Rotating Conic Sections


Eileen Murray

First, I would like to start by investigating the following equation:

When n = 0, the graph of the equation is a circle with center (0,0) and radius 3. As n increases positively, the graph becomes an ellipse and then eventually a hyperbola. In each case, it seems as if the major axis is on the line y = -x. As n increases negatively, the graph follows a similar pattern, however the major axis now appears to be on the line y = x. Furthermore, there are two special cases, when n = 2 and n = -2, where the graph becomes a set of parallel lines. (Open up your Graphing Calculator tool and experiment with the value of n. Below is a snapshot of my own investigation).

What was of interest to me was for what values of n would the graph be an ellipse, a hyperbola, or two parallel lines? In order to answer this, I went back to the general form of a conic (Ax^2 + Bxy + Cy^2 + Dx +Ey + F = 0), rewrote my original equation in this form, and then solved for B^2 - 4AC, since this is the quantitiy that would let me know which conic would be formed. The original equation was such that A = 1, B = n, and C = 1. Hence, B^2 - 4AC = n^2 - 4. A simple investigation of this parabola shows us that while n < -2 or n > 2, n^2 - 4 > 0, so we will have a hyperbola. When -2 < n < 0 or 0 < n < 2, n^2 - 4 < 0, so we will have an ellipse. The special cases occur when n = 0, in which case we have a circle, and when n = 2 or n = -2, in which case we have the parallel lines. Specifically, x^2 + 2xy + y^2 = 9 can be factored to (x + y)^2 = 9. Therefore, x + y = 3 or x + y = -3, which are two parallel lines with slopes -1. Similarly, x^2 - 2xy + y^2 = 9 gives rise to x - y = 3 and x - y = -3, which are two parallel lines with slopes 1.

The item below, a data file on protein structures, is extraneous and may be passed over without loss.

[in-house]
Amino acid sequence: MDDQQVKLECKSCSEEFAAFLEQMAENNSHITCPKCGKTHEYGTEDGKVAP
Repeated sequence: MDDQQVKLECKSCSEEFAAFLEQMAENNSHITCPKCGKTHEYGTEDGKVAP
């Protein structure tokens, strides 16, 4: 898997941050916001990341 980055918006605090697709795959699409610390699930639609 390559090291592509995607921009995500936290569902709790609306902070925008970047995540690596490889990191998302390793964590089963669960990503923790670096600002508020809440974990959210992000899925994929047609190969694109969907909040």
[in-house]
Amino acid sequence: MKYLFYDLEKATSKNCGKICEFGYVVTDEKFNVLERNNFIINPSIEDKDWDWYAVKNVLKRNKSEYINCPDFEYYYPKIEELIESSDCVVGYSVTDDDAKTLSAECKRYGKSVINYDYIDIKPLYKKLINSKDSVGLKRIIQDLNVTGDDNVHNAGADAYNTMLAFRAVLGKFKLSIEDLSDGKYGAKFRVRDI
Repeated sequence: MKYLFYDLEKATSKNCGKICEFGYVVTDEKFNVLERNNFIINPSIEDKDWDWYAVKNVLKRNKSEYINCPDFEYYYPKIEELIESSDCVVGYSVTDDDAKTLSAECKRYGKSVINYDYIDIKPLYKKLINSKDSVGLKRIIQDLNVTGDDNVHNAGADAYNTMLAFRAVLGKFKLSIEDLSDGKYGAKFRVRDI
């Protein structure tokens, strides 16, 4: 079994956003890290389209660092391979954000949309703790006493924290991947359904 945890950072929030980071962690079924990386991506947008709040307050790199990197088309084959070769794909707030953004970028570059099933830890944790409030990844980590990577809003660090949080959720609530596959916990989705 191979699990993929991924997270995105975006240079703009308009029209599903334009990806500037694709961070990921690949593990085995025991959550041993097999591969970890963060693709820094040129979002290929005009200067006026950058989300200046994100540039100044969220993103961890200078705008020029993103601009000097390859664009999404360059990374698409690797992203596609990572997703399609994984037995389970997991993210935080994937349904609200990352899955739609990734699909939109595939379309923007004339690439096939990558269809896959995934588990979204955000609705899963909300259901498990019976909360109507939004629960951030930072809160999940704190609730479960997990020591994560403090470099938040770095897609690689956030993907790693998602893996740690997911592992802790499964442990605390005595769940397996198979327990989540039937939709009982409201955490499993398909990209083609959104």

The next step for me was to determine if my hypothesis of the major axes being on y = x or y = -x was correct. When B is a nonzero value in the general equation, we are said to have a degenerative conic. That is to say, the conic will not have vertical and horizontal axes. Therefore, in order to investigate a degenerative conic more effectively, it is useful to change the variables by rotating the axes back to the vertical and horizontal orientations. If I am able to show that the rotation for any value of n is actually 45 degrees, then my hypothesis will be proven.

First let (A - C)/B = cot(2u). Since A = C = 1 and B = n, we have cot(2u) = 0. Thus, u = 45 or u = -45! This is exactly what I needed! Hence, each conic is a 45 degree rotation of either a horizontal or vertical ellipse or hyperbola.

The other part that was of interest to me was what exactly was happening to the foci (and in the hyperbola case, the asyptotes) as n varied. It seemed that the foci were getting farther away from the center along the lines y = x and y = -x and that the graphs were symmetric over the same lines when n > 0 and n < 0. However, to actually prove this, it was easier for me to think of the conics as having their axes on the x- and y- axes. Therefore, I needed to change the variables.

I let x = x'cos(u) - y'sin(u) and y = x'sin(u) + y'cos(u). Using u = 45, these expressions simplify to x = (1/sqrt(2))(x' - y') and y = (1/sqrt(2))(x' + y'). We can then substitute these into our original equation and simply to get the following equation:

Clearly, the same values for n described above will result in an ellipse, circle, hyperbola, or parallel lines. However, I was able to go even further. Using an excel spreadsheet, I was able to see that when n < -2 the hyperbola would be vertical. Furthermore, when n > 2 the hyperbola would be horizontal with its asyptotes having reciprocal slopes for opposite n's. Similarly, when -2 < n < 0, the graph would be a horizontal ellipse while when 0 < n < 2, the graph would be a vertical ellipse with the lengths of the major and minor axes being the same for opposite n's. I would encourage you to try this out on your own on Graphing Calculator. The images that are possible are simply beautiful!

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